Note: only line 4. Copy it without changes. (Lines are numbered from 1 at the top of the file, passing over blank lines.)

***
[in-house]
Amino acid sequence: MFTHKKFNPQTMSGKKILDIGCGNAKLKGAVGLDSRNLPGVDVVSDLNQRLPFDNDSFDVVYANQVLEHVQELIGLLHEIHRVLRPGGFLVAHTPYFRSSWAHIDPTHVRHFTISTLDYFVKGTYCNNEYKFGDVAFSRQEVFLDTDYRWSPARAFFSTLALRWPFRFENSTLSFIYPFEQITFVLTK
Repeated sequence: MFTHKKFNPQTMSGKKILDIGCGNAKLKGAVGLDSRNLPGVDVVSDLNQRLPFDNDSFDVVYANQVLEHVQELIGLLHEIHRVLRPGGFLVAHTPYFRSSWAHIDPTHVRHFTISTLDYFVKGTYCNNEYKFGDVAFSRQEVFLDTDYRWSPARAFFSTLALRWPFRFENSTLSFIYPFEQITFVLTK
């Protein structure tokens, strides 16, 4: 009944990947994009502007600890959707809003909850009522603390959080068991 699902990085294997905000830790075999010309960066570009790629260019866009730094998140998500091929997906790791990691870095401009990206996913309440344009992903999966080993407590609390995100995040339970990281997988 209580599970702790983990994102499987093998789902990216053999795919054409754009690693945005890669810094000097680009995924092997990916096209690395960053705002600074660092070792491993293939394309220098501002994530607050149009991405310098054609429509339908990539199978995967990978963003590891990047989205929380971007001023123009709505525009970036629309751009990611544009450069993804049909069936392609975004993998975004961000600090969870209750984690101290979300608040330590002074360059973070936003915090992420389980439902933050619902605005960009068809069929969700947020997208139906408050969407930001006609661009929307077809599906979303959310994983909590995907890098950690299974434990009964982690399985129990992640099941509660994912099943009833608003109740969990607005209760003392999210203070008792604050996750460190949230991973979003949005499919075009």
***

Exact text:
């Protein structure tokens, strides 16, 4: 009944990947994009502007600890959707809003909850009522603390959080068991 699902990085294997905000830790075999010309960066570009790629260019866009730094998140998500091929997906790791990691870095401009990206996913309440344009992903999966080993407590609390995100995040339970990281997988 209580599970702790983990994102499987093998789902990216053999795919054409754009690693945005890669810094000097680009995924092997990916096209690395960053705002600074660092070792491993293939394309220098501002994530607050149009991405310098054609429509339908990539199978995967990978963003590891990047989205929380971007001023123009709505525009970036629309751009990611544009450069993804049909069936392609975004993998975004961000600090969870209750984690101290979300608040330590002074360059973070936003915090992420389980439902933050619902605005960009068809069929969700947020997208139906408050969407930001006609661009929307077809599906979303959310994983909590995907890098950690299974434990009964982690399985129990992640099941509660994912099943009833608003109740969990607005209760003392999210203070008792604050996750460190949230991973979003949005499919075009």